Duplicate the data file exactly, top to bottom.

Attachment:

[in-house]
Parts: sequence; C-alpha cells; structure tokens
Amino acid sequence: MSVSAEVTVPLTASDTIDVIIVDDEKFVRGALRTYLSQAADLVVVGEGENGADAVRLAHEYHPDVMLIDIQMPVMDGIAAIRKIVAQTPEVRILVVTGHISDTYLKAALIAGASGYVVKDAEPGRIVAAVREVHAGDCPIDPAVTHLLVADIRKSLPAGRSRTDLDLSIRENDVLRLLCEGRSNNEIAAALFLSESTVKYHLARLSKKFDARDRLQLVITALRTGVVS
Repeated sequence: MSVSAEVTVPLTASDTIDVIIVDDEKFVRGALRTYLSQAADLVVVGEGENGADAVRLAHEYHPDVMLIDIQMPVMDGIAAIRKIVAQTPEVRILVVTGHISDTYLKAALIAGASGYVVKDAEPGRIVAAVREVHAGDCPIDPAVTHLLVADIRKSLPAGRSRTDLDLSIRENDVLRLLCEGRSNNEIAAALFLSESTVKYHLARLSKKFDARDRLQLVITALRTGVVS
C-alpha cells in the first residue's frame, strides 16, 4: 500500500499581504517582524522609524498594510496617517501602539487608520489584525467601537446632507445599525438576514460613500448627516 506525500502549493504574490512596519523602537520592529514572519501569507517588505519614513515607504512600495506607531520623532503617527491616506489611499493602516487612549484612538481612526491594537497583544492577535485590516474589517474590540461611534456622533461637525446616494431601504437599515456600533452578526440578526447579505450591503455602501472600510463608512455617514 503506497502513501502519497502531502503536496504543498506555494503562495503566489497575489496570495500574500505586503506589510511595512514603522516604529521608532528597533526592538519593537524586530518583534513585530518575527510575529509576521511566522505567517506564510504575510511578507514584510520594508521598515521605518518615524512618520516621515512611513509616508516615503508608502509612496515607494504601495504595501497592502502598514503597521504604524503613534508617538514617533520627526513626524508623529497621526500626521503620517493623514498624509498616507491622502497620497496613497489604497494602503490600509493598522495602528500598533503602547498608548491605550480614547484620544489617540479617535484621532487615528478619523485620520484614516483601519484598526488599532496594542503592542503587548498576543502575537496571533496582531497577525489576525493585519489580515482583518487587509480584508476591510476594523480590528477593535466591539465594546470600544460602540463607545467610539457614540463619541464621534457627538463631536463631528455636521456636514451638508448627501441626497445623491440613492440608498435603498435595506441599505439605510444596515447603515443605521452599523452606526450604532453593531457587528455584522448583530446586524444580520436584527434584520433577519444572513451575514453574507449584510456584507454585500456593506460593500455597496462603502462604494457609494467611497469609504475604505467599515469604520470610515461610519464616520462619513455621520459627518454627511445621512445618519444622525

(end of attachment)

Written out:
[in-house]
Parts: sequence; C-alpha cells; structure tokens
Amino acid sequence: MSVSAEVTVPLTASDTIDVIIVDDEKFVRGALRTYLSQAADLVVVGEGENGADAVRLAHEYHPDVMLIDIQMPVMDGIAAIRKIVAQTPEVRILVVTGHISDTYLKAALIAGASGYVVKDAEPGRIVAAVREVHAGDCPIDPAVTHLLVADIRKSLPAGRSRTDLDLSIRENDVLRLLCEGRSNNEIAAALFLSESTVKYHLARLSKKFDARDRLQLVITALRTGVVS
Repeated sequence: MSVSAEVTVPLTASDTIDVIIVDDEKFVRGALRTYLSQAADLVVVGEGENGADAVRLAHEYHPDVMLIDIQMPVMDGIAAIRKIVAQTPEVRILVVTGHISDTYLKAALIAGASGYVVKDAEPGRIVAAVREVHAGDCPIDPAVTHLLVADIRKSLPAGRSRTDLDLSIRENDVLRLLCEGRSNNEIAAALFLSESTVKYHLARLSKKFDARDRLQLVITALRTGVVS
C-alpha cells in the first residue's frame, strides 16, 4: 500500500499581504517582524522609524498594510496617517501602539487608520489584525467601537446632507445599525438576514460613500448627516 506525500502549493504574490512596519523602537520592529514572519501569507517588505519614513515607504512600495506607531520623532503617527491616506489611499493602516487612549484612538481612526491594537497583544492577535485590516474589517474590540461611534456622533461637525446616494431601504437599515456600533452578526440578526447579505450591503455602501472600510463608512455617514 503506497502513501502519497502531502503536496504543498506555494503562495503566489497575489496570495500574500505586503506589510511595512514603522516604529521608532528597533526592538519593537524586530518583534513585530518575527510575529509576521511566522505567517506564510504575510511578507514584510520594508521598515521605518518615524512618520516621515512611513509616508516615503508608502509612496515607494504601495504595501497592502502598514503597521504604524503613534508617538514617533520627526513626524508623529497621526500626521503620517493623514498624509498616507491622502497620497496613497489604497494602503490600509493598522495602528500598533503602547498608548491605550480614547484620544489617540479617535484621532487615528478619523485620520484614516483601519484598526488599532496594542503592542503587548498576543502575537496571533496582531497577525489576525493585519489580515482583518487587509480584508476591510476594523480590528477593535466591539465594546470600544460602540463607545467610539457614540463619541464621534457627538463631536463631528455636521456636514451638508448627501441626497445623491440613492440608498435603498435595506441599505439605510444596515447603515443605521452599523452606526450604532453593531457587528455584522448583530446586524444580520436584527434584520433577519444572513451575514453574507449584510456584507454585500456593506460593500455597496462603502462604494457609494467611497469609504475604505467599515469604520470610515461610519464616520462619513455621520459627518454627511445621512445618519444622525